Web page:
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J Bacteriol. 2012 May;194(10):2614-9. doi: 10.1128/JB.00224-12. Epub 2012 Mar 16.

Inhibition of the sole type I signal peptidase of Mycobacterium tuberculosis is bactericidal under replicating and nonreplicating conditions.

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Infectious Disease Research Institute, Seattle, Washington, USA.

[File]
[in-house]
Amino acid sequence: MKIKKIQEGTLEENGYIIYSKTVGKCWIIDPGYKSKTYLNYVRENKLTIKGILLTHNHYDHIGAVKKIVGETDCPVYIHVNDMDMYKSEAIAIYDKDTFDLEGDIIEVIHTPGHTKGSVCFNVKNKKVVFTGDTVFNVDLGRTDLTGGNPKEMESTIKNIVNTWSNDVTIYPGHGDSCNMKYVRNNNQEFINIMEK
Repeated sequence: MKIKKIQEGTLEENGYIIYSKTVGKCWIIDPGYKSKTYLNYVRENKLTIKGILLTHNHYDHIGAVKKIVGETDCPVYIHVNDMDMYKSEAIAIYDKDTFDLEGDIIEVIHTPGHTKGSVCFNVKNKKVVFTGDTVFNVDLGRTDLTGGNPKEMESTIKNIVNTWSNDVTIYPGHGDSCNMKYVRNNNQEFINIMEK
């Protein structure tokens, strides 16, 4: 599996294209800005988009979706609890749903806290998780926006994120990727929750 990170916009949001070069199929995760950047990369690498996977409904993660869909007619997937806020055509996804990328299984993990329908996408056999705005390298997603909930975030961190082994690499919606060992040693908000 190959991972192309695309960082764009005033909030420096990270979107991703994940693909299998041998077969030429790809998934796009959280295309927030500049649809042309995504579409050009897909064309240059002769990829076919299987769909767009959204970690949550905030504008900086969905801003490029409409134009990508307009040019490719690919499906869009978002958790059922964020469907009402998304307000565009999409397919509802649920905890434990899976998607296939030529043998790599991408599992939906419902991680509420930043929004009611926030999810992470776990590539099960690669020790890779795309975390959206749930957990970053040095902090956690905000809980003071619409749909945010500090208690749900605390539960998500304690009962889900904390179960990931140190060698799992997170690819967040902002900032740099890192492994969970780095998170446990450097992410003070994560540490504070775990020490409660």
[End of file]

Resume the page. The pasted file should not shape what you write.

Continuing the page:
Proteins secreted by bacteria perform functions vital for cell survival and play a role in virulence in Mycobacterium tuberculosis. M. tuberculosis lepB (Rv2903c) encodes the sole homolog of the type I signal peptidase (SPase). The lepB gene is essential in M. tuberculosis, since we could delete the chromosomal copy only when a second functional copy was provided elsewhere. By placing expression under the control of an anhydrotetracycline-inducible promoter, we confirmed that reduced lepB expression was detrimental to growth. Furthermore, we demonstrated that a serine-lysine catalytic dyad, characteristic for SPase function, is required for LepB function. We confirmed the involvement of LepB in the secretion of a reporter protein fused to an M. tuberculosis signal peptide. An inhibitor of LepB (MD3; a beta-aminoketone) was active against M. tuberculosis, exhibiting growth inhibition and bactericidal activity. Overexpression of lepB reduced the susceptibility of M. tuberculosis to MD3, and downregulation resulted in increased susceptibility, suggesting that LepB is the true target of MD3. MD3 lead to a rapid loss of viability and cell lysis. Interestingly, the compound had increased potency in nonreplicating cells, causing a reduction in viable cell numbers below the detection limit after 24 h. These data suggest that protein secretion is required to maintain viability under starvation conditions and that secreted proteins play a critical role in generating and surviving the persistent state. We conclude that LepB is a promising novel target for drug discovery in M. tuberculosis, since its inhibition results in rapid killing of persistent and replicating organisms.

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